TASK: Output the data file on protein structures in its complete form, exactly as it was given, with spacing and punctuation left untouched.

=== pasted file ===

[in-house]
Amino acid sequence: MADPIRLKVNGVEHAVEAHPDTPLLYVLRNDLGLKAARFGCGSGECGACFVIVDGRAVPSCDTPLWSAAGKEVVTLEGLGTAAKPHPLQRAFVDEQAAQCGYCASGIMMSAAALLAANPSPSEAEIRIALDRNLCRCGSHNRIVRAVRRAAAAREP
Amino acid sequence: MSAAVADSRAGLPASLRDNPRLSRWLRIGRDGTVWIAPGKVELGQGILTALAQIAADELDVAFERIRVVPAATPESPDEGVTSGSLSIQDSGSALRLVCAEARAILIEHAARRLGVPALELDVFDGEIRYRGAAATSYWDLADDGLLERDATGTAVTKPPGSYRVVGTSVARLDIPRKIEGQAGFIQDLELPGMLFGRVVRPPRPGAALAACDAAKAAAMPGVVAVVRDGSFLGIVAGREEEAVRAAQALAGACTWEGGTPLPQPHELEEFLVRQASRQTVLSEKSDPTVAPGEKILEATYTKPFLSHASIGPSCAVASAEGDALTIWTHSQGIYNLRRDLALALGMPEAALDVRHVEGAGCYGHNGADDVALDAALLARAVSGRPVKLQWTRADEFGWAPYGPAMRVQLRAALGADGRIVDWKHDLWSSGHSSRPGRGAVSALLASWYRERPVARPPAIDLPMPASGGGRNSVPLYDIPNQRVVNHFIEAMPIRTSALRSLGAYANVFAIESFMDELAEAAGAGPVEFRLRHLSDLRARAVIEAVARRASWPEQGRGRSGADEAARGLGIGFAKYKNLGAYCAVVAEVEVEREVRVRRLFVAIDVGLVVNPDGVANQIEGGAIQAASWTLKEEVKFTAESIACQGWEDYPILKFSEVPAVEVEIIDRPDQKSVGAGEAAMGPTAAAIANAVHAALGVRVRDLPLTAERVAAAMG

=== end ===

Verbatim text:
[in-house]
Amino acid sequence: MADPIRLKVNGVEHAVEAHPDTPLLYVLRNDLGLKAARFGCGSGECGACFVIVDGRAVPSCDTPLWSAAGKEVVTLEGLGTAAKPHPLQRAFVDEQAAQCGYCASGIMMSAAALLAANPSPSEAEIRIALDRNLCRCGSHNRIVRAVRRAAAAREP
Amino acid sequence: MSAAVADSRAGLPASLRDNPRLSRWLRIGRDGTVWIAPGKVELGQGILTALAQIAADELDVAFERIRVVPAATPESPDEGVTSGSLSIQDSGSALRLVCAEARAILIEHAARRLGVPALELDVFDGEIRYRGAAATSYWDLADDGLLERDATGTAVTKPPGSYRVVGTSVARLDIPRKIEGQAGFIQDLELPGMLFGRVVRPPRPGAALAACDAAKAAAMPGVVAVVRDGSFLGIVAGREEEAVRAAQALAGACTWEGGTPLPQPHELEEFLVRQASRQTVLSEKSDPTVAPGEKILEATYTKPFLSHASIGPSCAVASAEGDALTIWTHSQGIYNLRRDLALALGMPEAALDVRHVEGAGCYGHNGADDVALDAALLARAVSGRPVKLQWTRADEFGWAPYGPAMRVQLRAALGADGRIVDWKHDLWSSGHSSRPGRGAVSALLASWYRERPVARPPAIDLPMPASGGGRNSVPLYDIPNQRVVNHFIEAMPIRTSALRSLGAYANVFAIESFMDELAEAAGAGPVEFRLRHLSDLRARAVIEAVARRASWPEQGRGRSGADEAARGLGIGFAKYKNLGAYCAVVAEVEVEREVRVRRLFVAIDVGLVVNPDGVANQIEGGAIQAASWTLKEEVKFTAESIACQGWEDYPILKFSEVPAVEVEIIDRPDQKSVGAGEAAMGPTAAAIANAVHAALGVRVRDLPLTAERVAAAMG